Extending The Car App
I showed in my earlier article how to code a small app with ReactJS and callbacks. Let's extend that app a little to turn it into a good cornerstone for demonstrating Kendo integration with jQuery. The app will have two primary modes: one that is displayed when the user is not logged in and one that is displayed when the user is inside the app. When the user is logged out they must be provided with LoginView and when they are logged in they shall see the actual app, which I am going to call ManagementView. We'll modify our car app accordingly. The App component shall serve as a switch between these primary modes:Note that render-function contains a very simple html snippet which is mainly a Bootstrap wrapper around the actual view component. In render-function, the state of the app is checked. if the user is logged in then the view component is initialized as ManagementView but otherwise as LoginView. At this point the App doesn't need to know anything else than whether the user has been authenticated and must be let in and whether they request to be logged out so the app can switch to LoginView mode. Therefore I couple LoginView's actíon fireLoginSuccess with callback handleLoginSuccess and ManagementView's action fireExitRequest with handleExitRequest. These handlers swap the App's state between logged in and logged out by updating loggedIn state accordingly. Now let's have a look at ManagementView component: A look at ManagementView's render function reveals the most of its purpose. It holds two components, a Navigation component and a view component. The view component is generated using createViewComponent method. In that method a decision is being made: if the user has already selected a car model ( this.state.selectedCarModel is true ) then the view component will be instantiated as a CarDetailView that displays some information specific to that very car. But if there is no car model selected then the view component will be instantiated as a CarFilterList. CarFilterList will allow the user to select a car.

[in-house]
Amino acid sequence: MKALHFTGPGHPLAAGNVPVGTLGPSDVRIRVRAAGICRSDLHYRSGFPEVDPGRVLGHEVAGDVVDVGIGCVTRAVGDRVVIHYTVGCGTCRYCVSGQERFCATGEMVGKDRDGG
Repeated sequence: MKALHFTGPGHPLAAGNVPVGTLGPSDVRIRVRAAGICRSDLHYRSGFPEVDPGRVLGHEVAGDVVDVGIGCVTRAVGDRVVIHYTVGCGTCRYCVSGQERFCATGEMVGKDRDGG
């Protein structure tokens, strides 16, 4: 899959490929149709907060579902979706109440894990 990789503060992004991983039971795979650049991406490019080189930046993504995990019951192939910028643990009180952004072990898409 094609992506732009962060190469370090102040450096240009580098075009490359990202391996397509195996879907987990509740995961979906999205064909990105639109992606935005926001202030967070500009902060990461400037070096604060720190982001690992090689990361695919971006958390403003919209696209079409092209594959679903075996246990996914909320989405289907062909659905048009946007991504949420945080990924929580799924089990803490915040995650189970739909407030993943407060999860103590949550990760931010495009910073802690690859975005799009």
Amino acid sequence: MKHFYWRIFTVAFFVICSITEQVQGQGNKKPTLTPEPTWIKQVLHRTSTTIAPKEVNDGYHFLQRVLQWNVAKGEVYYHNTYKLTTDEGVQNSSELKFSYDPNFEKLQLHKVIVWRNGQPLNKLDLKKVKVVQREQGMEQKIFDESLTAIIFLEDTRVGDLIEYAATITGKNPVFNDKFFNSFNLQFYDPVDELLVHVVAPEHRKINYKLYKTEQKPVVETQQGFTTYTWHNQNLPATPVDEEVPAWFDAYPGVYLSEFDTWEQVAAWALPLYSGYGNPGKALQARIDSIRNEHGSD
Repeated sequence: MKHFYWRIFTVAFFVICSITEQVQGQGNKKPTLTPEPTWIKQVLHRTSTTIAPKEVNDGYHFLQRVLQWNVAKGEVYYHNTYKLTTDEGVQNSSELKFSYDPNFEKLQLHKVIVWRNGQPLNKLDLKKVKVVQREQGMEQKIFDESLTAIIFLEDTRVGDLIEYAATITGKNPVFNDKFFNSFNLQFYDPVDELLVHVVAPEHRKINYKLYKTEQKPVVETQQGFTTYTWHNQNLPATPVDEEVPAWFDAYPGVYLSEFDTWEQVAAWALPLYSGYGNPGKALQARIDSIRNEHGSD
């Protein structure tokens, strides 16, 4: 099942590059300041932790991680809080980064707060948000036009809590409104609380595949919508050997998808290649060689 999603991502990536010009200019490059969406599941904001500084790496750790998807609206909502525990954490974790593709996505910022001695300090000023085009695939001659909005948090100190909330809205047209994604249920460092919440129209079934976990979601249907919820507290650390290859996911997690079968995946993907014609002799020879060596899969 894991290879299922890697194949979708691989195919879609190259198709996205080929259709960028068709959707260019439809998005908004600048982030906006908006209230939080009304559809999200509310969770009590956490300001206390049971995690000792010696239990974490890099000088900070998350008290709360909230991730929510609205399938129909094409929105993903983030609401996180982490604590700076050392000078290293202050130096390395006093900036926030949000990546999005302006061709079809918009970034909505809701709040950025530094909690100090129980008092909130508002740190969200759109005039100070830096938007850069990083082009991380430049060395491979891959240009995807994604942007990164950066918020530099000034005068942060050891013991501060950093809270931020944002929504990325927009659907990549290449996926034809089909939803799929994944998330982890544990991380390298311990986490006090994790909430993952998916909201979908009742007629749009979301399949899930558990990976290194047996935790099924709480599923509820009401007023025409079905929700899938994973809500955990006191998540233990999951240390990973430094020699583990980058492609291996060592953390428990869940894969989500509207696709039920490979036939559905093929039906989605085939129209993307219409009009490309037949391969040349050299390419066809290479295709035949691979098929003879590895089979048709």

Modularity Through Callbacks
This ReactJS app uses a simple callback technique to enable communication between components. It is a straightforward way to implement intercomponental communication and it's relatively simple to follow as well. Yet it has some caveats that justify a different approach called Redux. I will address the Redux way later on explaining in detail how it compares with a callback based approach.
Navigation view is pretty simple. But remarkable is here however that I injected click handlers to buttons using jQuery inside componentDidMount function. ComponentDidMount is an ideal intervention point for jQuery injection because it is invoked when ReactJS has already done its job and generated the actual DOM structure. That is the point where you can do further modifications to the DOM structure. ReactJS won't see this further manipulation. Many libraries are designed to be used together with jQuery and at this point it is safe to apply them without causing any complications inside React engine.See the Navigation component in action! Just click the cars on the list and you'll see how the back button works:
While this vanilla data service implementation serves well enough our demo app, please consider achieving business-grade data integrity and have a look at my article about Redux.